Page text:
Oh my goodness what a lot to think about. I have no experience of adoption but I was aware that siblings are often separated. I think the children will really appreciate it as they grow up and I guess it will get easier as you get to know the other family better. Thank you for linking to #KCACOLS


  4. Debbie says:

    Has opened a whole new world for BB and me. And given us much greater understanding/empathy for other families we know going thru similar situations. You’ve chosen a very hard road and we’re praying for you, as you go forward day-by-day.


  5. tinmccarthy says:

    I dont have experience in adoption and foster persay- but my best friend adopted and fostered so I do remember a lot of this when she was going through it. You are an awesome resource for adoptee families!



  6. Ordinary Hopes says:

    So many emotions must be going on for you all. My heart aches just reading it. When the are older I am sure that all the children will be so glad that they were able to keep in contact and know each other. #KCACOLS


  7. diynige says:

    This is a really intersting read with great insight Thanks for linking to the #THAT FRIDAY LINKY come back next week please


  8. thatmummyblog says:

    Wow, what a tough dynamic that must be. I haven’t read any of your previous posts but am going to have a look back through now. You are an amazing woman for doing what you are doing! #kcacols


    • feelingmumyet says:

      Ummm, thank you, I guess? 🙂
      Yes, it’s tough, not gonna lie, but we hope in time it gets easier… or not, who knows, regardless they are my sons and I love them to bits. Thanks for reading and commenting


  9. thesingleswan says:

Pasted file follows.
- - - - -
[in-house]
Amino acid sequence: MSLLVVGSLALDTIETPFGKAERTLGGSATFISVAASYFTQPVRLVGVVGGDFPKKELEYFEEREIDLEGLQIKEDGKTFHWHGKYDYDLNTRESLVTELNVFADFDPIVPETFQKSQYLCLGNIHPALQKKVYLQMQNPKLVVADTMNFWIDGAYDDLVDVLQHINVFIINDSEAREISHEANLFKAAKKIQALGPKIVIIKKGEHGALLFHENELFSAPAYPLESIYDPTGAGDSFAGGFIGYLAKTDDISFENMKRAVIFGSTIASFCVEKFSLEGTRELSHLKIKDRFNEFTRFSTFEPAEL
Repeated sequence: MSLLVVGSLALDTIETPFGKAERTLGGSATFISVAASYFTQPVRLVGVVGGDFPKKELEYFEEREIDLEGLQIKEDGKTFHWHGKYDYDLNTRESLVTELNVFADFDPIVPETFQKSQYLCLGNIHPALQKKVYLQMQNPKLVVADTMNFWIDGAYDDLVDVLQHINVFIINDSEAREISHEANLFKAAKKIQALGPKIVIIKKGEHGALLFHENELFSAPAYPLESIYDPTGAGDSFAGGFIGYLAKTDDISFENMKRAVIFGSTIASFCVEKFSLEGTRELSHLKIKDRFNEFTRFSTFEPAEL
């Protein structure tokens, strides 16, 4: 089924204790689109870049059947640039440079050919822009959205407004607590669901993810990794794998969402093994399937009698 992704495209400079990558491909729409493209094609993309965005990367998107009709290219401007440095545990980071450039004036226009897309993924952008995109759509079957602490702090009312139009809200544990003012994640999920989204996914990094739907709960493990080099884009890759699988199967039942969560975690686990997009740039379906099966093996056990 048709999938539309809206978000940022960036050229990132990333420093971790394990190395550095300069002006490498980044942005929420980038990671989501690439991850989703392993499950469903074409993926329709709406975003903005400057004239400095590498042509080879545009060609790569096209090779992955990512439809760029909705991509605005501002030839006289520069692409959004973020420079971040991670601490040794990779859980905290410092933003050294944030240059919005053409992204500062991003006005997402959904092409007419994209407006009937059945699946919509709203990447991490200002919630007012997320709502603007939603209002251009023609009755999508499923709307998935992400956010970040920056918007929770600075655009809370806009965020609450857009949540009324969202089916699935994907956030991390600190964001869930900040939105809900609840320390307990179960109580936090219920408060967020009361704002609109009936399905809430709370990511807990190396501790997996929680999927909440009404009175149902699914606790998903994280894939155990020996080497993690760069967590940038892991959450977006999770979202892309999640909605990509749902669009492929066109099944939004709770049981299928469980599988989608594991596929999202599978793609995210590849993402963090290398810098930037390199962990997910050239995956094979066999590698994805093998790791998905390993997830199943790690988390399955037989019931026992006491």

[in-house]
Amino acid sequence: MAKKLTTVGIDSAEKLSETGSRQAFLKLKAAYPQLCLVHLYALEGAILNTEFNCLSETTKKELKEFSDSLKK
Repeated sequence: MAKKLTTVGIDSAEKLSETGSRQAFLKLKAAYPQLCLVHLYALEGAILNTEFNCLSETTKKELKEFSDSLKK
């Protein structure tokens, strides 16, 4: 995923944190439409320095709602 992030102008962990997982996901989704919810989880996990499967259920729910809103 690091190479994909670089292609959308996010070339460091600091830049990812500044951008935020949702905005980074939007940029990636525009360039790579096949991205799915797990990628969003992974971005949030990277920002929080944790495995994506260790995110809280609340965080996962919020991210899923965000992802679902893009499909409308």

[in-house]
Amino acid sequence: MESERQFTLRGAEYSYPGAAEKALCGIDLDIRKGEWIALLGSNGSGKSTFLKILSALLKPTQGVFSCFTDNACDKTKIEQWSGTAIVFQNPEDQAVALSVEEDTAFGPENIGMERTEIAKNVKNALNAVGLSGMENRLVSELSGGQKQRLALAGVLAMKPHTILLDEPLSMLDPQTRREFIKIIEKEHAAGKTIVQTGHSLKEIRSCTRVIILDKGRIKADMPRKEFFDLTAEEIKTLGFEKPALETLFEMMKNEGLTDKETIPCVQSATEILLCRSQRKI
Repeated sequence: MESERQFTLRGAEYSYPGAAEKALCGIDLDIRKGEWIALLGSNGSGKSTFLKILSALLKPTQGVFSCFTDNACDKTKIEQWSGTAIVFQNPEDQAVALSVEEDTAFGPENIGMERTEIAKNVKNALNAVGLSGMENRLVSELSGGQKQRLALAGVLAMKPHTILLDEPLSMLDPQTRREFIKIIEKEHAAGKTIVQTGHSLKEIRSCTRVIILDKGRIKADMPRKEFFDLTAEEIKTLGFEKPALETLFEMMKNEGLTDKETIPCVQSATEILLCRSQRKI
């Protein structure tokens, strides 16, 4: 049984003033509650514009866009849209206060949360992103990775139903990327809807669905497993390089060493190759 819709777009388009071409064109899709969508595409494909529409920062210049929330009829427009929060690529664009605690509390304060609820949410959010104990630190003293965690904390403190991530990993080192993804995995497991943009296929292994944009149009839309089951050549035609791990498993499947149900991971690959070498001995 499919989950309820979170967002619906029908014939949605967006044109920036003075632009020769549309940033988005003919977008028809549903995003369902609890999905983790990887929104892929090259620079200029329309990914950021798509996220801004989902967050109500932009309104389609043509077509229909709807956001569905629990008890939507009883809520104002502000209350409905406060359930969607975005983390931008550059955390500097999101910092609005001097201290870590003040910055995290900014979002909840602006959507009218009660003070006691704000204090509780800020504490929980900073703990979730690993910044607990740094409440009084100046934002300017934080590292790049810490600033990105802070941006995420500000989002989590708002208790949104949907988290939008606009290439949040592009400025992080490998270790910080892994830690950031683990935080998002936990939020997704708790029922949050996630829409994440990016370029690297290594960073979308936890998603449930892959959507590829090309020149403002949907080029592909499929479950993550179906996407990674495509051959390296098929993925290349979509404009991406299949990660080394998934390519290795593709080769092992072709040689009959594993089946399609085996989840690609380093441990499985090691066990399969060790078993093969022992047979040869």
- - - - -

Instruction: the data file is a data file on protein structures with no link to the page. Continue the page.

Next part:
Wow, this is so incredibly complicated and must be so difficult to navigate. I take my hat off to you. Thank you for the insight. Pen x #KCACOLS


  10. Dani says:

    My MIL is a foster parent and agree with everything you have said in the article. It’s incredibly hard when siblings are separated as feelings can be bottled up #KCACOLS


  11. Tim says:

    I can only imagine how difficult this must be both logistically and emotionally. I guess the key thing is to always keep the children’s best interests at heart. #KCACOLS


  12. Amie Richards says:

    This is a really interesting post! It’s a hard thing to comprehend your children ever having to go through something like this, especially if they both have differences in opinion #KCACOLS


  13. Jan Kennedy says:

    You are doing such a great job bringing stability into your boys lives. I love reading your life stories as I’m sure I have no idea… continued prayers and blessings, Jan


  14. Eps says:

    I don’t have experience with adoption but just thinking about all the emotion, it could be heartbreaking for siblings to be separate. Your doing a good job doing the planning and meeting with other mum for the siblings to keep in contact. I salute you for that, it doesn’t sound easy but your doing it. Your doing a good job raising children. Kudos to you xx #kcacols